After decades of avoiding, occasionally fearing cats, C. Robert Holloway adopts a rescue cat from the SPCA for the specific purpose of eradicating the rodent problem at his French Quarter apartment. In admiration for a friend’s cat named Charlie, he names him Charlie, Too but quickly realizes the ‘Too’ is too cumbersome and, more bewildering, his critter has little inclination for killing any living creature, especially mice. This distressing trait is in high contrast to Charlie’s captivating, canine-like social skills and an IQ rivaling the US Navy’s dolphins.
For the next seven years, Charlie and CRH’s bonding coalesces in a determination to be together whenever possible, sharing eating and sleeping habits, learning each others’ language, mediating friends’ arguments, amalgamating political persuasions, even travelling together by plane and automobile across the USA.
Early on in their relationship, Charlie demonstrates an inordinate fascination for CRH’s laptop, frequently reaches for the delete button, and in the doing, makes valuable editorial contributions. Eventually he masters lifting the PC’s lid and turning it on when CRH is away.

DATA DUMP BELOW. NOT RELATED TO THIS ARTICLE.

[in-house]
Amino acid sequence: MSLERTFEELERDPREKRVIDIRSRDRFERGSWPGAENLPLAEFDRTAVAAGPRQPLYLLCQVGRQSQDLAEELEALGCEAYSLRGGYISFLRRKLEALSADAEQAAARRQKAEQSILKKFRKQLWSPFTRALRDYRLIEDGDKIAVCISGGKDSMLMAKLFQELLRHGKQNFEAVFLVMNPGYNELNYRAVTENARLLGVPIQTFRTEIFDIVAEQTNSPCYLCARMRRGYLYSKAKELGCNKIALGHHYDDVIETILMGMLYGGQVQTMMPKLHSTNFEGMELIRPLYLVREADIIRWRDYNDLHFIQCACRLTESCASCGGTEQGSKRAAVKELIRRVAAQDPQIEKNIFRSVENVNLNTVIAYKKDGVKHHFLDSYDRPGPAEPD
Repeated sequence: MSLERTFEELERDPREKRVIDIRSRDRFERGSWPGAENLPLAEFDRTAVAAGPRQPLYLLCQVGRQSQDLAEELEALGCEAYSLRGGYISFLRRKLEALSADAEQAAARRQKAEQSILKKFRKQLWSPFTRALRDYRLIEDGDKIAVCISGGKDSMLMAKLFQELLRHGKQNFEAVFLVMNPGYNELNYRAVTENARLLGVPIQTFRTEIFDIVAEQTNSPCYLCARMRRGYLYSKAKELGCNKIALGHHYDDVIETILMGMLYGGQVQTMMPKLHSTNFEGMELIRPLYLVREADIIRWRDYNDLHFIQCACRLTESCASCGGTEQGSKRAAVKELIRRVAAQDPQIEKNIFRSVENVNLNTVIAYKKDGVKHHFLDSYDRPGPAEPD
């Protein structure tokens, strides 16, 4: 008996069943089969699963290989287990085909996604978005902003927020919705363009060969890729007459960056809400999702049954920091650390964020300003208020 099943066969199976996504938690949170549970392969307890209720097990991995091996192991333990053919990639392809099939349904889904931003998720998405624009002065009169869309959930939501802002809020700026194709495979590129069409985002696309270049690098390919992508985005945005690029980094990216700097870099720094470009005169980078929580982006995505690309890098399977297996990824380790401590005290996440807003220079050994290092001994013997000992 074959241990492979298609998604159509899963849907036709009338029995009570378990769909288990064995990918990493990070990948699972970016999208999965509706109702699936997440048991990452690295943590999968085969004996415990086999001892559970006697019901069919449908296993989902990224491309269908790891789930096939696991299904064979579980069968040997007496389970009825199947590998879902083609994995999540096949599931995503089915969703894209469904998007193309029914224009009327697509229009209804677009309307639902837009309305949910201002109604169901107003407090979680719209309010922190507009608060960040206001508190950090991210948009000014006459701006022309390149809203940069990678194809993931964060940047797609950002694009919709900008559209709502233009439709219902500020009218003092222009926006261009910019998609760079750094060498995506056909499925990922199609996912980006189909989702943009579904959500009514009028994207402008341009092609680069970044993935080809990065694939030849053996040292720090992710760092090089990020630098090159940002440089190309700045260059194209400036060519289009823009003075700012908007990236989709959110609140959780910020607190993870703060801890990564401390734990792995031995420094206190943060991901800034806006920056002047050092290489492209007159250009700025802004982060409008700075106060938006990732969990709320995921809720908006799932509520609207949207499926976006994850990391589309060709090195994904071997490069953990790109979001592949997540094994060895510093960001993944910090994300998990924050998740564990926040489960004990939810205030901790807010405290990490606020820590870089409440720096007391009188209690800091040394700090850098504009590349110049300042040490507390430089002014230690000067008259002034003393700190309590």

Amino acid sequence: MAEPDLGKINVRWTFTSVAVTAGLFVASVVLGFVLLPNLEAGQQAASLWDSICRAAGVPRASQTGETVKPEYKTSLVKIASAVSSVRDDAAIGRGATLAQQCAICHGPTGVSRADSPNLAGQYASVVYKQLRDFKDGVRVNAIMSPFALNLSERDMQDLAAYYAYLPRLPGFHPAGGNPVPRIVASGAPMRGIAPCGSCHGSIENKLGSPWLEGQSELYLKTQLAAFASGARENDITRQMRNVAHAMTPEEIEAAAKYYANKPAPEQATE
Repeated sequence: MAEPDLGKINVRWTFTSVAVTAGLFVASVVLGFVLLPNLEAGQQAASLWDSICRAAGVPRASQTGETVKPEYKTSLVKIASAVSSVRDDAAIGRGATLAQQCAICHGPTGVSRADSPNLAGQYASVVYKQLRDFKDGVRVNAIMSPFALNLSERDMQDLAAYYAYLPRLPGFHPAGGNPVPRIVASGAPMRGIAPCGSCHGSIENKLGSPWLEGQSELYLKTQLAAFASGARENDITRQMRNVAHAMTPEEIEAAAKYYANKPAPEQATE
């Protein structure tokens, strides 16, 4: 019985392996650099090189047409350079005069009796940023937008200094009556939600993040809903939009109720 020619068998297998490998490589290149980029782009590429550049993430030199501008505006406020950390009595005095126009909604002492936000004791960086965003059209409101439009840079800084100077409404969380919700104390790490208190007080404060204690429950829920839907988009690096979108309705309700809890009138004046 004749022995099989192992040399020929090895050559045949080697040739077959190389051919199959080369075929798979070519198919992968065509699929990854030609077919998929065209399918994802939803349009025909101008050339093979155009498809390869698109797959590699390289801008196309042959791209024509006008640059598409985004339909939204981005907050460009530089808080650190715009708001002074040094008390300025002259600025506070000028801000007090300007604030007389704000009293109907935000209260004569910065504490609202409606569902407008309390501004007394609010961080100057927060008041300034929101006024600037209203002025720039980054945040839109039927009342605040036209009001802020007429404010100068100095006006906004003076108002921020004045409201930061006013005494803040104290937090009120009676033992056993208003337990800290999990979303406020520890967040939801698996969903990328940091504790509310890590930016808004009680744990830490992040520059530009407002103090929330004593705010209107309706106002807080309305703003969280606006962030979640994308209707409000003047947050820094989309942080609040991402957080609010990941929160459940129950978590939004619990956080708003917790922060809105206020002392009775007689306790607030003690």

When Charlie becomes gravely ill, CRH discovers his true age to be much older than originally listed by the SPCA. Distressed by concern and grief, he drags him to several Veterinary specialists in the area, while begging Charlie to ‘hold on’ until his condition can be properly diagnosed and a cure might be found. Charlie rallies for a few months, then, just before Christmas, succumbs to cancer of the liver.
Soon after his passing, C. Robert stumbles on a remarkable document which confirms the power of unconditional love, the jubilation that comes from unwavering responsibility, and, on closer reading, a poignant argument to give the concept of reincarnation another appraisal.